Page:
Tuesday, October 03, 2006

Spontaneous order, self interest and Adam Smith

In my last post I wrote about spontaneous order and the role that nature plays in creating spontaneous order. I'd like to revisit this because I overlooked an interesting insight.
I previously cited a comparison of the Japanese psyche and the American psyche from a study conducted by a sociologist. From my last post:

...the vast sample of Japanese who participated in her research over a period of years appeared to have lost their childhood memories at an earlier age than the Americans in her study. The reason, speculated the sociologist, could be that Japanese adults were brought up less self-absorbed and less introspective.

The sociologist's use of the term “self-absorption” is not only not as crude as it might seem, but it runs parallel to a theory that Adam Smith developed on the subject of human nature and free markets. Of course, Smith used the term “self-interest.” “Self-interest” should be distinguished from “selfishness,” but is perhaps close cousin to “self-absorbed.” Smith said it was a necessary (but not sufficient) condition for a successful free market system.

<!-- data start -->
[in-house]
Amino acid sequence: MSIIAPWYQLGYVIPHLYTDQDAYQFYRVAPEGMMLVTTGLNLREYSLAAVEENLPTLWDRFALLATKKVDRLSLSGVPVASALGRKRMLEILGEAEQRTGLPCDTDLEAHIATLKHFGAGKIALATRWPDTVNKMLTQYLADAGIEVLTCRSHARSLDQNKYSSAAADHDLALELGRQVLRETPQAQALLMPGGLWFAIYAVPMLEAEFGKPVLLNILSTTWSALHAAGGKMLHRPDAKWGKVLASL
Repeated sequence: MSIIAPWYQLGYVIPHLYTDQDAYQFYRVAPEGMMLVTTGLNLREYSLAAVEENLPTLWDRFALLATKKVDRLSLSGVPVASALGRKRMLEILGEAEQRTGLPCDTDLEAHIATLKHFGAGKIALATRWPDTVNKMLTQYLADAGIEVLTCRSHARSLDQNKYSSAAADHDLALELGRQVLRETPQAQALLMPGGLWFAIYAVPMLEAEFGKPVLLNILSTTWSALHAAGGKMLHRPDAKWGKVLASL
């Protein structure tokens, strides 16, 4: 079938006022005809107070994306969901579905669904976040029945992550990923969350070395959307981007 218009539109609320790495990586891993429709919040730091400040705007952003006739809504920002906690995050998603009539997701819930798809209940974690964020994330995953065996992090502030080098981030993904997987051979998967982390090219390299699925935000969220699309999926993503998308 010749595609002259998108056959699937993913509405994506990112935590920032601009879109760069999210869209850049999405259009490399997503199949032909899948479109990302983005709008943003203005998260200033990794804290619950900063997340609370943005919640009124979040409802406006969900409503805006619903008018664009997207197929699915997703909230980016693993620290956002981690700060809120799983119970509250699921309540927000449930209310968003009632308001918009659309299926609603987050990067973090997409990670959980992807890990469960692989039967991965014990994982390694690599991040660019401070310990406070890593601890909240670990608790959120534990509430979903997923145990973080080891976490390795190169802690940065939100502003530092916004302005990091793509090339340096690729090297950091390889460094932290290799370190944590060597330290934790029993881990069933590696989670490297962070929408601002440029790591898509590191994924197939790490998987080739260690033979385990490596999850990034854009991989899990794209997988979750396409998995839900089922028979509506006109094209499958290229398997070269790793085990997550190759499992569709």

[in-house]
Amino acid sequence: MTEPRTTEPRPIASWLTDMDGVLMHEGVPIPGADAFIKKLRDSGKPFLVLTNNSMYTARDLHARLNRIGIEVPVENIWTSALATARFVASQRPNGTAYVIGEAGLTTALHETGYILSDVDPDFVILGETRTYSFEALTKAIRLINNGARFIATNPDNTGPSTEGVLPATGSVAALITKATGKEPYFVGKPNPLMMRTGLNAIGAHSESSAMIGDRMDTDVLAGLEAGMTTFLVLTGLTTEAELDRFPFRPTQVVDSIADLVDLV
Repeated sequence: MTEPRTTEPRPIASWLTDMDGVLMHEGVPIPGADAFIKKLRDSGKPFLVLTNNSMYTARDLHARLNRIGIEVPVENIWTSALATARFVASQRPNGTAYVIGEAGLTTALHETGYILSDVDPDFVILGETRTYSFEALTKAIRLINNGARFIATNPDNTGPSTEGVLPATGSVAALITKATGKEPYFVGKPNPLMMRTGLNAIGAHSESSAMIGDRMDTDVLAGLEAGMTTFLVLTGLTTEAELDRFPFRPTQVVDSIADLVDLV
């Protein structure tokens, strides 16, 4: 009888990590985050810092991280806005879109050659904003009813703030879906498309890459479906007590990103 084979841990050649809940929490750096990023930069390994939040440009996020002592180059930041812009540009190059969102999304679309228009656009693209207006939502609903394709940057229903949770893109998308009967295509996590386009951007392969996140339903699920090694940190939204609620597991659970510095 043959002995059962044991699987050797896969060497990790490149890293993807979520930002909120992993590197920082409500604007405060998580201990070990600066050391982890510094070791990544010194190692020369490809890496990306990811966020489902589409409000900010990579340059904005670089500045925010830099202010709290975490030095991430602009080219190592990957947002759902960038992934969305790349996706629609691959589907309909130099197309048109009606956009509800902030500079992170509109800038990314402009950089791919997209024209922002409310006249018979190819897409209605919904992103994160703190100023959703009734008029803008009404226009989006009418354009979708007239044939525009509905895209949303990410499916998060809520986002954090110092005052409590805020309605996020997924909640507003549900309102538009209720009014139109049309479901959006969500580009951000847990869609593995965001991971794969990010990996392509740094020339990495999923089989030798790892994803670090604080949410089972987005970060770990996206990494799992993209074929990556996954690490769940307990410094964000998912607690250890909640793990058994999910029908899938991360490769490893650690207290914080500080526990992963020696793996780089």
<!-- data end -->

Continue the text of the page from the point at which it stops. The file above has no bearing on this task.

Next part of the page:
From The Wealth of Nations:
Give me that which I want, and you shall have this which you want, is the meaning of every such offer; and it is in this manner that we obtain from one another the far greater part of those good offices which we stand in need of. It is not from the benevolence of the butcher, the brewer, or the baker, that we expect our dinner, but from their regard to their own interest.
After citing the example of the Japanese-American psyche, I asked in my last post how a cause and effect relationship can be defined in this context. Perhaps I can answer my own question now. The cause is self-interest (which is found in nature), and the effects include the predomination and relative success of capitalism in America, and (perhaps) the recollection of childhood! Perhaps memories and capitalism can both be considered the product of “spontaneous order”!

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